ShotSpotter. Pictured above is a graphic detailing how strategically placed sensors can detect gunfire. Courtesy of ShotSpotter


Northeast News
October 3, 2012 

Kansas City Police Department is ready to combat gun violence with a high tech system called ShotSpotter Flex.

ShotSpotter officially launched Oct. 1 and covers 3.55 square miles in the urban core and includes portions of the Kansas City Area Transportation Authority (KCATA) bus line and the Green Impact Zone. It’s also covering sections of Kansas City’s most violent areas in terms of gun violence and homicides, Maj. Ronald Fletcher of East Patrol Zone told Northeast News.

Using a series of acoustic sensors and computer software, the ShotSpotter system activates when gunshots are fired. Within seconds of gunfire, ShotSpotter can pinpoint the location of the gunshots and shooter’s position. The technology can also detect the number of shots fired, the shooter’s speed and direction of travel, and the time the gunfire occurred.

Fletcher said the technology will allow KCPD to reduce response times to incidents of gun violence and will “potentially save lives.”

Using the pinpointed location of shots fired, KCPD will be able to locate victims sooner and administer medical treatment, he said.

When KCPD responds to the incidents, officers will engage the community, knocking on resident’s doors, talking to citizens in parking lots and to area businesses regarding the shots fired, Fletcher said. Even if KCPD doesn’t garner additional information about the incident, officers may learn about other citizen concerns.

“It could delve into, ‘No, I didn’t see anything on this, but since you’re here, I did have an issue…’ Hopefully, it will foster better relationships and communication and reduce violence,” Fletcher said.

Both the KCPD and KCATA have partnered together to provide ShotSpotter, which is funded by $720,000 in federal funds secured by U.S. Rep. Emanuel Cleaver II. The grant will fund five years of ShotSpotter service and also includes equipment installation and maintenance.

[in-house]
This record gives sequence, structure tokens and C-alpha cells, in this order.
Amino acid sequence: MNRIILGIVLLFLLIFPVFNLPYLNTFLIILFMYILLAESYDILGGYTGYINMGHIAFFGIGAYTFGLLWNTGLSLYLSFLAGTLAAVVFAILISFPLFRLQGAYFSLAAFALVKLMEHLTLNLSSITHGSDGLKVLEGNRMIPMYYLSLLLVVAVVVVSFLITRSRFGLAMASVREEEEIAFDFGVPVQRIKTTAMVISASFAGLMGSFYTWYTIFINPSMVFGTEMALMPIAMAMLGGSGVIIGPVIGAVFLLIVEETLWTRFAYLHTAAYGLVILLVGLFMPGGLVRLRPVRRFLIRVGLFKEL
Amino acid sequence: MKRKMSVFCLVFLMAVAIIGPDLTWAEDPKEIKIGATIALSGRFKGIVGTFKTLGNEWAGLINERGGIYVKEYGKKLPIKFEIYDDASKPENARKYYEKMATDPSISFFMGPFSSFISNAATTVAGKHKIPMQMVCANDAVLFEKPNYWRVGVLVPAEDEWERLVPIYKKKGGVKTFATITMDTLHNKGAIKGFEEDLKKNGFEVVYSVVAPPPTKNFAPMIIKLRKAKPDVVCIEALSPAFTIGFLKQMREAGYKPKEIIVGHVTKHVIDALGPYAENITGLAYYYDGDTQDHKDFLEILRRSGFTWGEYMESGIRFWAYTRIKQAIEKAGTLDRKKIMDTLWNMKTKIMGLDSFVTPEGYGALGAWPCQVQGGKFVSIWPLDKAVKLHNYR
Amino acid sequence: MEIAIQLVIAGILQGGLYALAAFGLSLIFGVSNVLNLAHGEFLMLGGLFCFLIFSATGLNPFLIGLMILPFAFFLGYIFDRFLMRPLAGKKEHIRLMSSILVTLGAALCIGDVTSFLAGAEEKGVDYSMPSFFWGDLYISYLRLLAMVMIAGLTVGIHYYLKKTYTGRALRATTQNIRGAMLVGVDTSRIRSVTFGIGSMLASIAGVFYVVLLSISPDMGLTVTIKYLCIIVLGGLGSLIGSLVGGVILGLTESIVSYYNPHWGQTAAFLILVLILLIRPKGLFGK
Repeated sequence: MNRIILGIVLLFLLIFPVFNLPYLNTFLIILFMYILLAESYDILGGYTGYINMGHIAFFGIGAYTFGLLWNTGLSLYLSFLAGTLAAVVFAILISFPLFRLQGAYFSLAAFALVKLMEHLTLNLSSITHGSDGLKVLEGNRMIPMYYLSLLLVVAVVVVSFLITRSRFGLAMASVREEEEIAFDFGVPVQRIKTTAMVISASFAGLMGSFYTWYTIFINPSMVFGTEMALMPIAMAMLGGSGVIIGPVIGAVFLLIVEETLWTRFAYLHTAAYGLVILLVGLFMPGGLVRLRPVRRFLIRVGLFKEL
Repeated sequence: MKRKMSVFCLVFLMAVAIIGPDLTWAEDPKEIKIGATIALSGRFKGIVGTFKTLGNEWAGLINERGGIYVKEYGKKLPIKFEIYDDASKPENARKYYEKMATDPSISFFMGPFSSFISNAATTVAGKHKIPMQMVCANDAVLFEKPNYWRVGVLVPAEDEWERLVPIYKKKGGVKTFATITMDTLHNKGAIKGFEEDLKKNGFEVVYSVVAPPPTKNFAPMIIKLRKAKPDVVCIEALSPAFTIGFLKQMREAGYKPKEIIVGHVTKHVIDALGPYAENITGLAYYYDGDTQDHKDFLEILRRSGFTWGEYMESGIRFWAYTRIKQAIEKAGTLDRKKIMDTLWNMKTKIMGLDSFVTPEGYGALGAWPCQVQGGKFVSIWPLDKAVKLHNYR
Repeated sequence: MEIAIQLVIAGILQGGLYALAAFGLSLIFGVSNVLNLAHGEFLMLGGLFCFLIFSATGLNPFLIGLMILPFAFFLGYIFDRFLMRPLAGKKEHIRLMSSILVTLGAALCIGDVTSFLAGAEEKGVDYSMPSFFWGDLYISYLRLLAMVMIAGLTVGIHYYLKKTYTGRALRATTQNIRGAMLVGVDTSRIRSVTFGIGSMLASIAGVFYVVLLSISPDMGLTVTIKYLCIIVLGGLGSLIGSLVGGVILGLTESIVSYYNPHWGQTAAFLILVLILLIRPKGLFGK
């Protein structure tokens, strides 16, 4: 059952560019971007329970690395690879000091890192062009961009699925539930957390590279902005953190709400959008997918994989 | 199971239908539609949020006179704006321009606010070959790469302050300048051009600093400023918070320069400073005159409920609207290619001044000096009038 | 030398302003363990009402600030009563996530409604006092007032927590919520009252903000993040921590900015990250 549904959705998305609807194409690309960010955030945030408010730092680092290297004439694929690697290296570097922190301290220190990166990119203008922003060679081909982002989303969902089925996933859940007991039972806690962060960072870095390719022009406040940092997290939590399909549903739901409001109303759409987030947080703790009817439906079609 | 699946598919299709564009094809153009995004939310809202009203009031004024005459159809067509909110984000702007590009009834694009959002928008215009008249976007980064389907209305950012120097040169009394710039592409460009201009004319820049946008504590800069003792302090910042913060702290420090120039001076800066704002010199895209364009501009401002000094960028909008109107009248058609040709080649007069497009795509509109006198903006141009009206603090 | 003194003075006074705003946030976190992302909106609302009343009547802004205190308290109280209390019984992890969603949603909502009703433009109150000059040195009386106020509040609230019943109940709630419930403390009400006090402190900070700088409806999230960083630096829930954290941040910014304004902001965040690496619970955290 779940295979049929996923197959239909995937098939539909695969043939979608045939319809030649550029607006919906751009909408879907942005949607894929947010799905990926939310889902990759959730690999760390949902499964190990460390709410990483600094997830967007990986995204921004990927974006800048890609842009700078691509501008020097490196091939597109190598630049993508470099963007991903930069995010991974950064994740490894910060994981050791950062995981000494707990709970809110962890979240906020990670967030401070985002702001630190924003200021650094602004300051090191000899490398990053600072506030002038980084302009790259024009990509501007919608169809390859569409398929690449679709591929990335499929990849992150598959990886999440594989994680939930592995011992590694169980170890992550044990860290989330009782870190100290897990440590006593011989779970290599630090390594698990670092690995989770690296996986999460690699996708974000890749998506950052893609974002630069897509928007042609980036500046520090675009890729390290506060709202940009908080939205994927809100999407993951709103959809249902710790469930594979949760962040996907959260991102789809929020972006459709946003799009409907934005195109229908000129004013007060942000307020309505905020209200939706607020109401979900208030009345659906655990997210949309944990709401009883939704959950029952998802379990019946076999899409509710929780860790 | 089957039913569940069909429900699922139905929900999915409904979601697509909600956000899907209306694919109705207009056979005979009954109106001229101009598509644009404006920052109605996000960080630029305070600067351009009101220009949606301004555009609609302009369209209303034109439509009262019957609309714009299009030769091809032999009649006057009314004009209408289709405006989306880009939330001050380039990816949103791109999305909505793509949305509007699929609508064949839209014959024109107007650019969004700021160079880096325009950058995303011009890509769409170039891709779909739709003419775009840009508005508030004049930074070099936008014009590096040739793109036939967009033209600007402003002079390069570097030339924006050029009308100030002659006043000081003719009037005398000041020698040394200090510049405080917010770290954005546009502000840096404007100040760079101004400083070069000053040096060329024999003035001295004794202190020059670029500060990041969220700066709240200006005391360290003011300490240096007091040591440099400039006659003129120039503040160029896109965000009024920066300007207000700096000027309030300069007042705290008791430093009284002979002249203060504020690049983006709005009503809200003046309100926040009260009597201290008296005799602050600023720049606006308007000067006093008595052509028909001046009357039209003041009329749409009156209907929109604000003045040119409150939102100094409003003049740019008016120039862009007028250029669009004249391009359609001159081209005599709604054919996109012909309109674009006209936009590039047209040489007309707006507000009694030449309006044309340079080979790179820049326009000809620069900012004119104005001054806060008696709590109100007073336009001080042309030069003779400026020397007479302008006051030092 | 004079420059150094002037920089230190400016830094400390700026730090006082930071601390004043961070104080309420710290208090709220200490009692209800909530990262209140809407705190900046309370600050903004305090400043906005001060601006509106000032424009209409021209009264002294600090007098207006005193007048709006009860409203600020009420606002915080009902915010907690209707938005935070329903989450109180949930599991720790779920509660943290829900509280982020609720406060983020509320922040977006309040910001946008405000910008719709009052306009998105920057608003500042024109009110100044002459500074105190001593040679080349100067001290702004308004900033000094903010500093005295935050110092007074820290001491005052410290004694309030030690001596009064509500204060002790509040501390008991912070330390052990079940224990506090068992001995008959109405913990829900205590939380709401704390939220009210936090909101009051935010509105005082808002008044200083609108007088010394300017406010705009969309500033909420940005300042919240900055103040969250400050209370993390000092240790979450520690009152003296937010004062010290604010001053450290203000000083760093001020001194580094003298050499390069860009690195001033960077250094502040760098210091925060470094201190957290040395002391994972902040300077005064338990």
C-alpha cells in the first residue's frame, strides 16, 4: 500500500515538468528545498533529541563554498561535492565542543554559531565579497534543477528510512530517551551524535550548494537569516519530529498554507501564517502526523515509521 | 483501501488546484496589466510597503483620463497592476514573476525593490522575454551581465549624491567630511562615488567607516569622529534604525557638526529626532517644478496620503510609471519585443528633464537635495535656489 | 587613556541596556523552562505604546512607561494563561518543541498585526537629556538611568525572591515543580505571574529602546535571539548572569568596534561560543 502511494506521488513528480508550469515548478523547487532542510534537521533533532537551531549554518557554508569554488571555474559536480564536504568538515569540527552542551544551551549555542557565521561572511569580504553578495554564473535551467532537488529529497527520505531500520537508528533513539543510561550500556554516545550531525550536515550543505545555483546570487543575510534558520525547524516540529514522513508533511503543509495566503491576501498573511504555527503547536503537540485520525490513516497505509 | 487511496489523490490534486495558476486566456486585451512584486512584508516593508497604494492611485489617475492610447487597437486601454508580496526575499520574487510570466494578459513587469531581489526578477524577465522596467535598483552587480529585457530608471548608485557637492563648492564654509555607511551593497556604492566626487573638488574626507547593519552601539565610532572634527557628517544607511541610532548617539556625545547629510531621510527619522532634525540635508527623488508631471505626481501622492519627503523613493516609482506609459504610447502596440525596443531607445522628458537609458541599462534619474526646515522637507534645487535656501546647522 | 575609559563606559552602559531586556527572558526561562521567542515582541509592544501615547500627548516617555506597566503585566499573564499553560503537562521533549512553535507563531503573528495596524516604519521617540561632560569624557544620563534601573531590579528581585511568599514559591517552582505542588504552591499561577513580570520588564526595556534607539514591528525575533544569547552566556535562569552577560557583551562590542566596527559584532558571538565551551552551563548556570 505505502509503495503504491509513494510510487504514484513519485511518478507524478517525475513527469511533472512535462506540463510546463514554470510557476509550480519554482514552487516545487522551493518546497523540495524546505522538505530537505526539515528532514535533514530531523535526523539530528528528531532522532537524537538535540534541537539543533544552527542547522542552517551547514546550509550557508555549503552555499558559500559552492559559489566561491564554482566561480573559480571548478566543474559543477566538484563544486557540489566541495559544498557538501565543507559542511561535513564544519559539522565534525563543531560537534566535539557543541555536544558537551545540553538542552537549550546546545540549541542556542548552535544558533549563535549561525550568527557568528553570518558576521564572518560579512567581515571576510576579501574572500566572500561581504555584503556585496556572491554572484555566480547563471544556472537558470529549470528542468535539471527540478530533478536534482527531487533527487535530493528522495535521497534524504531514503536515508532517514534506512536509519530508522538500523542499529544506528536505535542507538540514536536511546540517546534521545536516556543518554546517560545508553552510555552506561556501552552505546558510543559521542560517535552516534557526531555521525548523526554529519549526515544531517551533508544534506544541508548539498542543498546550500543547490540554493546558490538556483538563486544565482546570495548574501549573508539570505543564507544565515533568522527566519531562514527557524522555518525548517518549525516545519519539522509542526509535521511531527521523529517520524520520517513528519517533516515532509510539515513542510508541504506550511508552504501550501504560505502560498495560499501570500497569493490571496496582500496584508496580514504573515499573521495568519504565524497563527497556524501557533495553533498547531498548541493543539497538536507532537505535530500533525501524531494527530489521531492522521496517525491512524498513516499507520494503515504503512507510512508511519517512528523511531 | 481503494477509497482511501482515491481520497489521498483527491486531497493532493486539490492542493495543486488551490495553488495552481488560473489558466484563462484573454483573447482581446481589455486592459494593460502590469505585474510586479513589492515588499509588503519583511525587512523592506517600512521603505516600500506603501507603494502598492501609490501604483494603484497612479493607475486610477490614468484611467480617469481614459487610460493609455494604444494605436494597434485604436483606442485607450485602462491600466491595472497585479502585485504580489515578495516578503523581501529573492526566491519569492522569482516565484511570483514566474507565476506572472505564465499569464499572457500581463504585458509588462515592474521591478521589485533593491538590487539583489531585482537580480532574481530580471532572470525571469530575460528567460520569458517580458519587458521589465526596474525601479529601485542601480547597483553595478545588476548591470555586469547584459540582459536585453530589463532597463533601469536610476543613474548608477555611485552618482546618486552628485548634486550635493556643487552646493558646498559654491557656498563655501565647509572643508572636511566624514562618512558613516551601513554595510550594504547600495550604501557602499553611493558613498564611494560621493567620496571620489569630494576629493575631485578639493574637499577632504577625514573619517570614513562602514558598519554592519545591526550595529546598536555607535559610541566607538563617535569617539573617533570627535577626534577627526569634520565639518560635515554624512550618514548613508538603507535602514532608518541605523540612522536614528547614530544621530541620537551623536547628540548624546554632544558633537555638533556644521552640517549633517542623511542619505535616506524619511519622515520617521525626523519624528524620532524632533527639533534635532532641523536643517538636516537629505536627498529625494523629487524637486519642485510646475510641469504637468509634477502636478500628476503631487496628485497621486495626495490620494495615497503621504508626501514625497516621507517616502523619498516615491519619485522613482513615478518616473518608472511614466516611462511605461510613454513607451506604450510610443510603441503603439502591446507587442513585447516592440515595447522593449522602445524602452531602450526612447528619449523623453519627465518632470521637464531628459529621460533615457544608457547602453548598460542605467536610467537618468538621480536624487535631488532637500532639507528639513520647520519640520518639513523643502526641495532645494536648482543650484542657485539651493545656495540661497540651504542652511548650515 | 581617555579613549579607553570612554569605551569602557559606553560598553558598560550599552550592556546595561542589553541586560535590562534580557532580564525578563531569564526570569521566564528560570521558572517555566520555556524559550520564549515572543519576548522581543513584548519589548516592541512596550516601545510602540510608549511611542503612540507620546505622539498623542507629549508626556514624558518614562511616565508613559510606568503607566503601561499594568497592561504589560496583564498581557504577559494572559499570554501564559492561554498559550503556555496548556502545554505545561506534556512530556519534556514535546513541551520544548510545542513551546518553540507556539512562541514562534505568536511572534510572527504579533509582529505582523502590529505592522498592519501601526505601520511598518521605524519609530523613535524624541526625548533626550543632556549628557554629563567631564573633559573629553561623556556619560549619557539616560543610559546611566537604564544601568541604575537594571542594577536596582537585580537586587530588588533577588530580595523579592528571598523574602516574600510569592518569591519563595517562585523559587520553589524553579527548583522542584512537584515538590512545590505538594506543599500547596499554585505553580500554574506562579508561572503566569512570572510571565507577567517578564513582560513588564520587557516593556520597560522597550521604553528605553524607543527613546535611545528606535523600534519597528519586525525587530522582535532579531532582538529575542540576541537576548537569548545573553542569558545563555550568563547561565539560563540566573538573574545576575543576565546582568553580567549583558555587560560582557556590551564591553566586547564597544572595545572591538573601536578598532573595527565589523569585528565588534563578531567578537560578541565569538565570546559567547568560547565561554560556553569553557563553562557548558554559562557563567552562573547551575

“Having all the tools available to combat crime is a critical component in serving the needs of those living in all communities,” Cleaver told Northeast News via email. “I am honored to be able to help play a role in bringing the funding for ShotSpotter to Kansas City and know the police department will continue their vigilant fight to make all citizens safe.”

ShotSpotter is installed in 70 cities across the U.S. and in those cities, ShotSpotter found that an average of 80 percent of illegal gunfire goes unreported by citizens, Fletcher said.

Citizens fail to report gunfire for a number of reasons, including not wanting to become involved or thinking nothing can be done if it is reported, Fletcher said.

“Ninety percent of the time, we will be alerted (by ShotSpotter) to the address of where the shots are fired within 60 seconds of the shots being fired,” Fletcher said.

ShotSpotter will also be able to distinguish between gunshots, fireworks and a car backfiring.

Once a gunshot is detected, that data is sent to the ShotSpotter Operations Center where trained professionals analyze the data and then send the details to KCPD’s dispatch center. ShotSpotter experts may also be able to determine whether there’s multiple shooters and the possible caliber of gun used.

Fletcher stressed, however, that “Just because ShotSpotter gives us an alert within a minute doesn’t mean an officer will be there in a minute. I have to have officers that can physically respond to a call.”

East Patrol alone has 18 officer vacancies, making the department shorthanded, he said.